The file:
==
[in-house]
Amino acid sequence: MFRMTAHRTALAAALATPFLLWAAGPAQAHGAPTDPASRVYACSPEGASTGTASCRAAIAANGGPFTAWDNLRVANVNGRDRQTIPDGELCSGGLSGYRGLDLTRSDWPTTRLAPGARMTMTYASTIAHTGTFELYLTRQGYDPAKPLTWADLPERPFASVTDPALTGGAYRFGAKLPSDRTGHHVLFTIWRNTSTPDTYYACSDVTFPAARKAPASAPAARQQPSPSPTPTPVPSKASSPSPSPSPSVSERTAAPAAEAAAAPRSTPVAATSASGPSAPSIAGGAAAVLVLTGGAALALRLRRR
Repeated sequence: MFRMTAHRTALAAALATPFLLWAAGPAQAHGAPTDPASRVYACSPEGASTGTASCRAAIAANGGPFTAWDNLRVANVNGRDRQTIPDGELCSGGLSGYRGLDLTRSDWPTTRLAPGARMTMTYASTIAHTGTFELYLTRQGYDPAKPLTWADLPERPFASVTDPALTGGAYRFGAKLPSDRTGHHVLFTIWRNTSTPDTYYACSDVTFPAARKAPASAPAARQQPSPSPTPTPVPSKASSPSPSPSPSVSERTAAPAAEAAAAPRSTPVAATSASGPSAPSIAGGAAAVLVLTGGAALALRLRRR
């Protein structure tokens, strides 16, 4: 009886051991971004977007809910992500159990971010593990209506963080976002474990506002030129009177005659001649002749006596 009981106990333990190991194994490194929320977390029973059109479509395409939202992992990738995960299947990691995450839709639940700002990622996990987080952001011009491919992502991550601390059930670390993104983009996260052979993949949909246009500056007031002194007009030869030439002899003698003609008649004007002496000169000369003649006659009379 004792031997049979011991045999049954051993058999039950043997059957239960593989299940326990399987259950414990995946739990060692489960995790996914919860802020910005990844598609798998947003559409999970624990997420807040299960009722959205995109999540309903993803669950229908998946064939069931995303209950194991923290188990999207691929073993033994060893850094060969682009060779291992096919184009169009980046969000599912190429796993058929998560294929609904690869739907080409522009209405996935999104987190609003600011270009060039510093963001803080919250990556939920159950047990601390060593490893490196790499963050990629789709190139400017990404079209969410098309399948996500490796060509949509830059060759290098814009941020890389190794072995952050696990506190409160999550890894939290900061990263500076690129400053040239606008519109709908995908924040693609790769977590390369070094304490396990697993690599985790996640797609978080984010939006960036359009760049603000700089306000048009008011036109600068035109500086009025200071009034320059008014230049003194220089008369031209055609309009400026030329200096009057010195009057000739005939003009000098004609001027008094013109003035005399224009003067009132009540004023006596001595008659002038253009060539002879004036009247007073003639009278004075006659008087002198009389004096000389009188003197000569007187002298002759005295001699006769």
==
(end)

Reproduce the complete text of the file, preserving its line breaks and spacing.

[in-house]
Amino acid sequence: MFRMTAHRTALAAALATPFLLWAAGPAQAHGAPTDPASRVYACSPEGASTGTASCRAAIAANGGPFTAWDNLRVANVNGRDRQTIPDGELCSGGLSGYRGLDLTRSDWPTTRLAPGARMTMTYASTIAHTGTFELYLTRQGYDPAKPLTWADLPERPFASVTDPALTGGAYRFGAKLPSDRTGHHVLFTIWRNTSTPDTYYACSDVTFPAARKAPASAPAARQQPSPSPTPTPVPSKASSPSPSPSPSVSERTAAPAAEAAAAPRSTPVAATSASGPSAPSIAGGAAAVLVLTGGAALALRLRRR
Repeated sequence: MFRMTAHRTALAAALATPFLLWAAGPAQAHGAPTDPASRVYACSPEGASTGTASCRAAIAANGGPFTAWDNLRVANVNGRDRQTIPDGELCSGGLSGYRGLDLTRSDWPTTRLAPGARMTMTYASTIAHTGTFELYLTRQGYDPAKPLTWADLPERPFASVTDPALTGGAYRFGAKLPSDRTGHHVLFTIWRNTSTPDTYYACSDVTFPAARKAPASAPAARQQPSPSPTPTPVPSKASSPSPSPSPSVSERTAAPAAEAAAAPRSTPVAATSASGPSAPSIAGGAAAVLVLTGGAALALRLRRR
């Protein structure tokens, strides 16, 4: 009886051991971004977007809910992500159990971010593990209506963080976002474990506002030129009177005659001649002749006596 009981106990333990190991194994490194929320977390029973059109479509395409939202992992990738995960299947990691995450839709639940700002990622996990987080952001011009491919992502991550601390059930670390993104983009996260052979993949949909246009500056007031002194007009030869030439002899003698003609008649004007002496000169000369003649006659009379 004792031997049979011991045999049954051993058999039950043997059957239960593989299940326990399987259950414990995946739990060692489960995790996914919860802020910005990844598609798998947003559409999970624990997420807040299960009722959205995109999540309903993803669950229908998946064939069931995303209950194991923290188990999207691929073993033994060893850094060969682009060779291992096919184009169009980046969000599912190429796993058929998560294929609904690869739907080409522009209405996935999104987190609003600011270009060039510093963001803080919250990556939920159950047990601390060593490893490196790499963050990629789709190139400017990404079209969410098309399948996500490796060509949509830059060759290098814009941020890389190794072995952050696990506190409160999550890894939290900061990263500076690129400053040239606008519109709908995908924040693609790769977590390369070094304490396990697993690599985790996640797609978080984010939006960036359009760049603000700089306000048009008011036109600068035109500086009025200071009034320059008014230049003194220089008369031209055609309009400026030329200096009057010195009057000739005939003009000098004609001027008094013109003035005399224009003067009132009540004023006596001595008659002038253009060539002879004036009247007073003639009278004075006659008087002198009389004096000389009188003197000569007187002298002759005295001699006769």